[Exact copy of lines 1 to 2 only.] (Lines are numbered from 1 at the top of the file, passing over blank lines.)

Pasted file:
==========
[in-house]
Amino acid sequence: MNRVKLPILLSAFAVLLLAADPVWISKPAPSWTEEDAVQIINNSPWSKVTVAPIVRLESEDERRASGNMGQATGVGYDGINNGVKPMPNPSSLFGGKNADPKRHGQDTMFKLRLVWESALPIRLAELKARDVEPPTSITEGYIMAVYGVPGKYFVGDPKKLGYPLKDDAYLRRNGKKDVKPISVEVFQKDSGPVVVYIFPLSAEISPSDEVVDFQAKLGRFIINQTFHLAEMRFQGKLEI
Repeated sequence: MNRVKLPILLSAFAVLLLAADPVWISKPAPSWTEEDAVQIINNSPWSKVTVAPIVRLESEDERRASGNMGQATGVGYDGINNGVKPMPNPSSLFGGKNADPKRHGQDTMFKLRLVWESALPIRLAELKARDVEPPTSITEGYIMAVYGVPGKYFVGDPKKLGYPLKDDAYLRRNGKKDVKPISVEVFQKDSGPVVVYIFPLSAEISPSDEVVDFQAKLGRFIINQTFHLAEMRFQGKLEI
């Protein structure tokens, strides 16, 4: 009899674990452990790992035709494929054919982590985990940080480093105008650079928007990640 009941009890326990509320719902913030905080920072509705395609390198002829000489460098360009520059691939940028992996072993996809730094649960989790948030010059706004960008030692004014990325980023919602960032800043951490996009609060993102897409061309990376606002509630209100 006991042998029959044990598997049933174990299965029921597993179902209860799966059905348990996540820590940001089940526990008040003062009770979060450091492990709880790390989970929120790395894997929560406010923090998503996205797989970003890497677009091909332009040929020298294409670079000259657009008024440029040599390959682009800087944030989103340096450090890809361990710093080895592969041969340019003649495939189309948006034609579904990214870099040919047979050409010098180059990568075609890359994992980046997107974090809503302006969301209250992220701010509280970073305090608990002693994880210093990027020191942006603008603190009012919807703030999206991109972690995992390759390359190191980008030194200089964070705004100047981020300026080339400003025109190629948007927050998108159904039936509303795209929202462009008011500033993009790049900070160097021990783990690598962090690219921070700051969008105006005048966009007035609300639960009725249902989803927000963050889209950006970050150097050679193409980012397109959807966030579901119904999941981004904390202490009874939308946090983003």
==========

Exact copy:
[in-house]
Amino acid sequence: MNRVKLPILLSAFAVLLLAADPVWISKPAPSWTEEDAVQIINNSPWSKVTVAPIVRLESEDERRASGNMGQATGVGYDGINNGVKPMPNPSSLFGGKNADPKRHGQDTMFKLRLVWESALPIRLAELKARDVEPPTSITEGYIMAVYGVPGKYFVGDPKKLGYPLKDDAYLRRNGKKDVKPISVEVFQKDSGPVVVYIFPLSAEISPSDEVVDFQAKLGRFIINQTFHLAEMRFQGKLEI